'Latino Americans' Producers Share Their 'Aha' Moments

Photo (L-R): Producer Dan McCabe, Associate Producer Monika Navarro, Sal Castro, Producer John J. Valadez and Cinematographer Elia Lyssy

"Latino Americans" on PBS is a landmark six-hour documentary series featuring interviews with nearly 100 Latinos and more than 500 years of history. The series is wrapping up its first run on PBS, but check your local listings for upcoming air dates, and some episodes are available to stream online here.

Several NALIP members worked on the series, and we asked them to describe their biggest "aha" moment: when working on the series gave them a significant personal insight into the history of Latinos in America. The responses from John J. Valadez (Producer), Adriana Bosch (Series Producer), Ray Telles (Producer), and Sabrina Avilés (Senior Associate Producer) are touching, profound, and worth a read.

John J. Valadez, Producer, "Latino Americans":

A Few Brief Hours With an American Hero

On the morning of Monday April 16th, the day after the NALIP conference had ended in Los Angeles, I got up and headed for Marina Del Rey.   I arrived at the home of a Chicano attorney, where I met the rest of the film crew and we started setting up for an interview with someone I had long admired, a retired Los Angeles high school teacher named Sal Castro. 

Forty-four years ago, back in March of 1968 Sal had led the largest high school walkouts in the nations history.  About 30,000 students staged a huelga of public schools in L.A. to demand that Chicano kids have access to the same educational opportunities that most white kids had enjoyed for generations. 

When I sat down to interview Sal, it didn't take long for all of us to realize what an incredible guy he was: puro Chicano, rough around the edges, he swore often, had the whole crew laughing and then with a turn of phrase had us struggling to hold back tears.  When you see hour 5 (PREJUDICE AND PRIDE) of LATINO AMERICANS, you will know exactly what I mean.   

It wasn't until we got into the edit room that I realized how profoundly Sal actually shaped the LATINO AMERICANS series.  

You see, the 1970s saw more Mexican Americans graduate from college than all the previous decades of American history combined. The students who walked out, under Sal's leadership went on to create Mexican American studies, Chicano Studies, Ethnic Studies and Latino Studies programs and departments at over 160 colleges and universities across the country.  And those scholars then began to write the history of Latinos in America.  Almost all of the scholarship upon which the LATINO AMERICANS series is based was written by that generation of students who walked out.   Sal and the students he led had literally saved the memory of our people and our contributions from extinction.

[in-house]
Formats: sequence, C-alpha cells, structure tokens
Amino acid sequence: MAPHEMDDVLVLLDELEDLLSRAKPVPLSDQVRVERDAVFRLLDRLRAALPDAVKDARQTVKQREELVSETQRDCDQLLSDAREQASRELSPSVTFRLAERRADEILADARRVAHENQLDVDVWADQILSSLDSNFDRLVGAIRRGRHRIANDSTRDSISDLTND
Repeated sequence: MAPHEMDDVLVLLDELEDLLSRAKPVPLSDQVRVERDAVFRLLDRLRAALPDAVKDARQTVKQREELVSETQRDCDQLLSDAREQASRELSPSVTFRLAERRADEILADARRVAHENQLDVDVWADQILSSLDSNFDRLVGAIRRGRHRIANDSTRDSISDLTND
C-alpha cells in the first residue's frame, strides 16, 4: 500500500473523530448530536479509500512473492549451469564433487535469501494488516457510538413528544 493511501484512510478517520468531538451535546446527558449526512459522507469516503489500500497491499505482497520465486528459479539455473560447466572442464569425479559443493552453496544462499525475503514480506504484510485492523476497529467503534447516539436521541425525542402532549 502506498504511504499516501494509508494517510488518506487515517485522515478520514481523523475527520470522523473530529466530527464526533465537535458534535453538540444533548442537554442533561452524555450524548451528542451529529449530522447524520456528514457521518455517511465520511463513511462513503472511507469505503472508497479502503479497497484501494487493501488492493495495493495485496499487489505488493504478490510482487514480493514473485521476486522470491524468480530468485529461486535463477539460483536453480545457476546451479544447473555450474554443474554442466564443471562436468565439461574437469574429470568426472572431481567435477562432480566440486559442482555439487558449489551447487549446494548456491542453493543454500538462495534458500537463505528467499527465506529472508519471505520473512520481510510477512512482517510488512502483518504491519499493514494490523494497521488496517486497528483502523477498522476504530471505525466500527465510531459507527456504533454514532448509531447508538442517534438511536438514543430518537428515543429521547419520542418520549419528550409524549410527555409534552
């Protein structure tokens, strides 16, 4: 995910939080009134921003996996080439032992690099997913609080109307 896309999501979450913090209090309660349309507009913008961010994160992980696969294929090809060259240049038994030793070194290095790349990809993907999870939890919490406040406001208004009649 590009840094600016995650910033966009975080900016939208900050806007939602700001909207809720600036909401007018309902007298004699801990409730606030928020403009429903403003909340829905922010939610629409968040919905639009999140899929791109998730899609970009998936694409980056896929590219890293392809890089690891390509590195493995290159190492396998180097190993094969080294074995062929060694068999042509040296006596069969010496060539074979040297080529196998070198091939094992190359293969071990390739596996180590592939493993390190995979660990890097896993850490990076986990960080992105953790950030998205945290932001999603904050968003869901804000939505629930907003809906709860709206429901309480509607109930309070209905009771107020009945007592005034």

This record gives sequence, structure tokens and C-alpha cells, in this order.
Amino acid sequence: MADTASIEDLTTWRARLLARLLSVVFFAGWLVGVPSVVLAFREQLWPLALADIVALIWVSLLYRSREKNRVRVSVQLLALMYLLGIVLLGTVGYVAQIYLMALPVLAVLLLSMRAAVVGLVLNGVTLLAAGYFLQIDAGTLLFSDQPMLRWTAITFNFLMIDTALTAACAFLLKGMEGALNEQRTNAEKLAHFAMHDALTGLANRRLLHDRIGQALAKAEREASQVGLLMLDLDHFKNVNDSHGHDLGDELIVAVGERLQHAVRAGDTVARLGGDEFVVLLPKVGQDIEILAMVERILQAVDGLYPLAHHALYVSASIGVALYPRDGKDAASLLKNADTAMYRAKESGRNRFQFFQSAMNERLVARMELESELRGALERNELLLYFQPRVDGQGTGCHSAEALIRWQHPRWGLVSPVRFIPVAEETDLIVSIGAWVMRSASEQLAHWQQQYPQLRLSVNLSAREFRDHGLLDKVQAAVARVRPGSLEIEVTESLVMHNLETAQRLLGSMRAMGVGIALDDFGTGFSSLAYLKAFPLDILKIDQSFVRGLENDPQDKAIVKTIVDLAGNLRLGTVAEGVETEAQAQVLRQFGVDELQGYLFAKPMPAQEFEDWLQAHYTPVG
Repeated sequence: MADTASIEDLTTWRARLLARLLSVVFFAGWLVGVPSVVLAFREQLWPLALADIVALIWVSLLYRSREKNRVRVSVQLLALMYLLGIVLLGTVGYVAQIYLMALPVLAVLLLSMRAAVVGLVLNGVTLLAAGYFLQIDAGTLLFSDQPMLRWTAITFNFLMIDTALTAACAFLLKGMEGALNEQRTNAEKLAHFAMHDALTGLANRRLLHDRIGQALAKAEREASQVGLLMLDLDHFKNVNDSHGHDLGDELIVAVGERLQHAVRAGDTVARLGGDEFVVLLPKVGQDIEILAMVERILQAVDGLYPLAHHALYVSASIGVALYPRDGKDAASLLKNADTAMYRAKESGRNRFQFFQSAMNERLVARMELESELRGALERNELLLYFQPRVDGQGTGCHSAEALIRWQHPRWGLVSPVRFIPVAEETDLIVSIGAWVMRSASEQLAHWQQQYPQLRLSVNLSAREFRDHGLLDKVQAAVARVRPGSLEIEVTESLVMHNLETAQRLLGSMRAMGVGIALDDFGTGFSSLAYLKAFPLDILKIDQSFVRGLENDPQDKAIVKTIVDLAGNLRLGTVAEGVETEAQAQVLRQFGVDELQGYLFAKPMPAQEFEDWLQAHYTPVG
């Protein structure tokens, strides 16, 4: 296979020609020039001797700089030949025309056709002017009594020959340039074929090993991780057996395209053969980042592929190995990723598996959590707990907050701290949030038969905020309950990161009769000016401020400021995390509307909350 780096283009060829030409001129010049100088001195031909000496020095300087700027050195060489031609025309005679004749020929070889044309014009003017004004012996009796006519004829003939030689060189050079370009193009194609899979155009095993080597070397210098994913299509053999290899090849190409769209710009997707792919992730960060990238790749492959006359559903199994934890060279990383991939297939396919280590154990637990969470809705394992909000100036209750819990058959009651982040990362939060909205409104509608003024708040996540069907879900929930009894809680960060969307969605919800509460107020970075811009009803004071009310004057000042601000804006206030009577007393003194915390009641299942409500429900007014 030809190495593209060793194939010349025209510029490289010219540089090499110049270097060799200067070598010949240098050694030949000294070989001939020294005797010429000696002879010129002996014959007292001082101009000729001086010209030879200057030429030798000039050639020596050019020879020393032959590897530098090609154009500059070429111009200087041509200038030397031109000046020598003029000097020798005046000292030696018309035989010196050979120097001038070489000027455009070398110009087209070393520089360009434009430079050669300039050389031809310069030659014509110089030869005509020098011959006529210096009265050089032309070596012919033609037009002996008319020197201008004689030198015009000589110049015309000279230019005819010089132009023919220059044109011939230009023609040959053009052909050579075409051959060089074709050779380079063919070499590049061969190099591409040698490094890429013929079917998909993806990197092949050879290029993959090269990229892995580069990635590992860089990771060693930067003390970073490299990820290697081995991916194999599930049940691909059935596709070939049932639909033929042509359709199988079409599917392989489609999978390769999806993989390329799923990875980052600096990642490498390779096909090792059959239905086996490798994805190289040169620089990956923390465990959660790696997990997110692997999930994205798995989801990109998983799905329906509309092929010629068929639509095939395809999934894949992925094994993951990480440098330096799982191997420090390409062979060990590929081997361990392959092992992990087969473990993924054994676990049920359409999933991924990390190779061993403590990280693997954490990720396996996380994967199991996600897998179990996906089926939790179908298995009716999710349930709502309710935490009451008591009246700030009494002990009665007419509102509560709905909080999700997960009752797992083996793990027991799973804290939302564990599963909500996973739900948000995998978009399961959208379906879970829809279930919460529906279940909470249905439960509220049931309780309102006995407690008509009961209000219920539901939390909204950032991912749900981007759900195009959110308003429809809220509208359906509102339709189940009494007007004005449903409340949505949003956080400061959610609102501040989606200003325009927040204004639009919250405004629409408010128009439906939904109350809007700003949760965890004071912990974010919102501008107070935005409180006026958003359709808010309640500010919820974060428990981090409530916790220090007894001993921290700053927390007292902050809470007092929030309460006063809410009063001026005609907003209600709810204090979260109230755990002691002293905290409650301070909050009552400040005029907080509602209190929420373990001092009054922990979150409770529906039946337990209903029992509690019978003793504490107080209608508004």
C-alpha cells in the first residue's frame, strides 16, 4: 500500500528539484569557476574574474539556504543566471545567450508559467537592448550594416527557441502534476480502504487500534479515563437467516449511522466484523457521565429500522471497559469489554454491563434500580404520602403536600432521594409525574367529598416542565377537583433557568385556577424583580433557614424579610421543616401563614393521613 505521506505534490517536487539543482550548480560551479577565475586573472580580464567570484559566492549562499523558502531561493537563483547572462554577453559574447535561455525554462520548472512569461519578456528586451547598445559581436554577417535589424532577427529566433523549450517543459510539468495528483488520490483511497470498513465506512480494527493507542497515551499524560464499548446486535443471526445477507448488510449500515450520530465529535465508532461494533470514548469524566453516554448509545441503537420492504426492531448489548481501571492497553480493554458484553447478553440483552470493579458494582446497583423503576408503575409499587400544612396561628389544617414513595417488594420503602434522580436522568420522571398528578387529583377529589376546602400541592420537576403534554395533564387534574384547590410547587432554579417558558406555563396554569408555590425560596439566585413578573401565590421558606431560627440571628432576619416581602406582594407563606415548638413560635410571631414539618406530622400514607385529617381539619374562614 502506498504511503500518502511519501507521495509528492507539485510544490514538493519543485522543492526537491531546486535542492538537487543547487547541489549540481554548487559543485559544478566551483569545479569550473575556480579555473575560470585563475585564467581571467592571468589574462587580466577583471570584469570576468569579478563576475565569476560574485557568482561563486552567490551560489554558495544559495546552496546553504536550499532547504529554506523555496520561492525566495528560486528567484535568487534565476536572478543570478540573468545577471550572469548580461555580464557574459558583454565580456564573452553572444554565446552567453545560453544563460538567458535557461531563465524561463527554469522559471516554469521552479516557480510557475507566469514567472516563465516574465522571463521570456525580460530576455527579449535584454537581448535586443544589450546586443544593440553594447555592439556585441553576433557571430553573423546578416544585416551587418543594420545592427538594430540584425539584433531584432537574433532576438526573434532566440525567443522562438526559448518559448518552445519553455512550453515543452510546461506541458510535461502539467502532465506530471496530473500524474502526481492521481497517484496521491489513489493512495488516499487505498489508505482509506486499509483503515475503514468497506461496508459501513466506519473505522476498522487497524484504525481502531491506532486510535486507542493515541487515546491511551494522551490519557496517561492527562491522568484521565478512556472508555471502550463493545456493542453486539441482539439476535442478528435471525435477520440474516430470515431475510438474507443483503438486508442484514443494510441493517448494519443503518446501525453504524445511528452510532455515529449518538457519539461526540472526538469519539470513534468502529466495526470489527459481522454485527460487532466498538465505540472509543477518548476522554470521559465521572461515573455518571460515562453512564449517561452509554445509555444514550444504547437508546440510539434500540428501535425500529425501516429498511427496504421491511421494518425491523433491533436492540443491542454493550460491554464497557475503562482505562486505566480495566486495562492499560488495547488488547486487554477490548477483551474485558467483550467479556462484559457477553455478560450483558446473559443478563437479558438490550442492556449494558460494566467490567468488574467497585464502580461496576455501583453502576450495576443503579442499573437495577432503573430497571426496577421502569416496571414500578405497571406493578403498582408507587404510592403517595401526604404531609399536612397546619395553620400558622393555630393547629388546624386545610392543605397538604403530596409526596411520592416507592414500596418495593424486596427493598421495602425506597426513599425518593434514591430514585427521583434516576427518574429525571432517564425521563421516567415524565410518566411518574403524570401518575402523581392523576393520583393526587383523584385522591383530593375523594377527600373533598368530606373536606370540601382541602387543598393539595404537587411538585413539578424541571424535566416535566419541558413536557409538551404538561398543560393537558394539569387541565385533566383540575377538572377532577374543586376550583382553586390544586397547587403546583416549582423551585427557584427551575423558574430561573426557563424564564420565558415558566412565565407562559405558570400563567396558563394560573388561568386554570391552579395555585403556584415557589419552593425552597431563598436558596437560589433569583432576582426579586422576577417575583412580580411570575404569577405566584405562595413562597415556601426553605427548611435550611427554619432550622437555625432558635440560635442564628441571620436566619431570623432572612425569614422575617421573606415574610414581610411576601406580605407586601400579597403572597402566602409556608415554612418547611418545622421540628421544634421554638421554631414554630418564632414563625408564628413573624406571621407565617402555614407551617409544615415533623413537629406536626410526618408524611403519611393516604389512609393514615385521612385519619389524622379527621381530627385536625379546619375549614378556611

A year after my interview, almost to the day, Sal Castro was dead.  He passed away on April 15th 2013.  When I heard the news, I cried. 

PREJUDICE AND PRIDE, the film I produced with my friend Dan McCabe airs on Tuesday, October 1st.  The film is dedicated to the memory and the life of Sal Castro.

Adriana Bosch, Series Producer, "Latino Americans":

My biggest "aha" moment was to see so many Latinos working together in harmony and embracing each other's narratives as the film was constructed on the Seventh floor at 119 Braintree Street in Allston,  and with Ray Telles in Berkeley.   The support and understanding we shared through a difficult process  was remarkable.  The respect that each hour shows for everyone's history is a great example of the power that comes from knowledge and understanding.  It is my secret hope that by learning how everyone in their own way struggled with the challenges of life in the United States—immigrant or native born—we will grow closer together.  One day I would like to look back at this series and see it as a milestone in the coalescing of a Latino identity.  My respect for everyone of my colleagues and their personal stories grew exponentially as I witnessed their commitment, passion and openness.    As for the films.  I still find things in them that amaze me at every turn.  

Ray Telles, Producer, "Latino Americans":

In working on the series and especially in producing episode 6 I came to realize that we have so many brilliant,  talented and experienced Latinos in so many fields  who are working at the highest levels; in entertainment- Univision anchor-Maria Elena Salinas, actress Rita Moreno and singer-producer Gloria Estefan; in education- Eduardo Padron president of Miami Dade College, Princeton sociologist Marta Tienda, historians  Maria Cristina Garcia, David Montejano and many others. Some are featured in our series and  then there are  others who worked behind the scenes to make "Latino Americans" a ground breaking television event. What a wealth of talent.

Sabrina Avilés, Senior Associate Producer, "Latino Americans"
Working on LATINO AMERICANS gave me an entirely different perspective on our collective history as Latinos in the country, since we all come from different backgrounds. My "aha" moment occurred the day I realized that it doesn't matter what our families' country of origin is, because we are all the same to all our non-Latino compatriots. So although we're here each raising the flag of the country of our origins – Mexico, Puerto Rico, Cuba, Dominican Republic, etc. – in many ways it weakens us. Our non-Latino audience doesn't differentiate us. It's easier for them to clump us into one group. We should take advantage of that – not only by educating them, but working towards raising one VOICE as Latino Americans, despite the differences in our cultures. It is only when we stop raising our individual flags and start raising the flag of the country that is now our home, that we will be a force to contend with.